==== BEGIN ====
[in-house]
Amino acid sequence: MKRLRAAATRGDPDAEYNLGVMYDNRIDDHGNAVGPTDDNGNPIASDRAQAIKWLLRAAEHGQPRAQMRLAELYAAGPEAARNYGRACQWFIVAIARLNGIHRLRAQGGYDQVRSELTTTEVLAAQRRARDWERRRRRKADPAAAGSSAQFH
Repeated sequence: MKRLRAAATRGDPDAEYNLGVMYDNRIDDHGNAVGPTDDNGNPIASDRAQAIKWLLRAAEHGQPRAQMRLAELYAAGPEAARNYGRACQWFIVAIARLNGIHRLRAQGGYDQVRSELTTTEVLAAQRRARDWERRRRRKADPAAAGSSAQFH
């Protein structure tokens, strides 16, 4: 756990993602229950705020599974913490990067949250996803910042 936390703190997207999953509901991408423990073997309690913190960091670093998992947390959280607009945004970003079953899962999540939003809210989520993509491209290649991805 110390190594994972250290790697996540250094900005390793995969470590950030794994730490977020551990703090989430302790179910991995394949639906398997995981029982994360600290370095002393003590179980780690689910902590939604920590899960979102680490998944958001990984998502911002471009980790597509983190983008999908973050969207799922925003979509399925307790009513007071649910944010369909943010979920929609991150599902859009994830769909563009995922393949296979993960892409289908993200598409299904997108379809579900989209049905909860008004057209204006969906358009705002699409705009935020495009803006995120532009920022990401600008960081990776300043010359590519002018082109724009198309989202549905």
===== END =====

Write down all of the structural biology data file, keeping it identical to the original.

[in-house]
Amino acid sequence: MKRLRAAATRGDPDAEYNLGVMYDNRIDDHGNAVGPTDDNGNPIASDRAQAIKWLLRAAEHGQPRAQMRLAELYAAGPEAARNYGRACQWFIVAIARLNGIHRLRAQGGYDQVRSELTTTEVLAAQRRARDWERRRRRKADPAAAGSSAQFH
Repeated sequence: MKRLRAAATRGDPDAEYNLGVMYDNRIDDHGNAVGPTDDNGNPIASDRAQAIKWLLRAAEHGQPRAQMRLAELYAAGPEAARNYGRACQWFIVAIARLNGIHRLRAQGGYDQVRSELTTTEVLAAQRRARDWERRRRRKADPAAAGSSAQFH
């Protein structure tokens, strides 16, 4: 756990993602229950705020599974913490990067949250996803910042 936390703190997207999953509901991408423990073997309690913190960091670093998992947390959280607009945004970003079953899962999540939003809210989520993509491209290649991805 110390190594994972250290790697996540250094900005390793995969470590950030794994730490977020551990703090989430302790179910991995394949639906398997995981029982994360600290370095002393003590179980780690689910902590939604920590899960979102680490998944958001990984998502911002471009980790597509983190983008999908973050969207799922925003979509399925307790009513007071649910944010369909943010979920929609991150599902859009994830769909563009995922393949296979993960892409289908993200598409299904997108379809579900989209049905909860008004057209204006969906358009705002699409705009935020495009803006995120532009920022990401600008960081990776300043010359590519002018082109724009198309989202549905």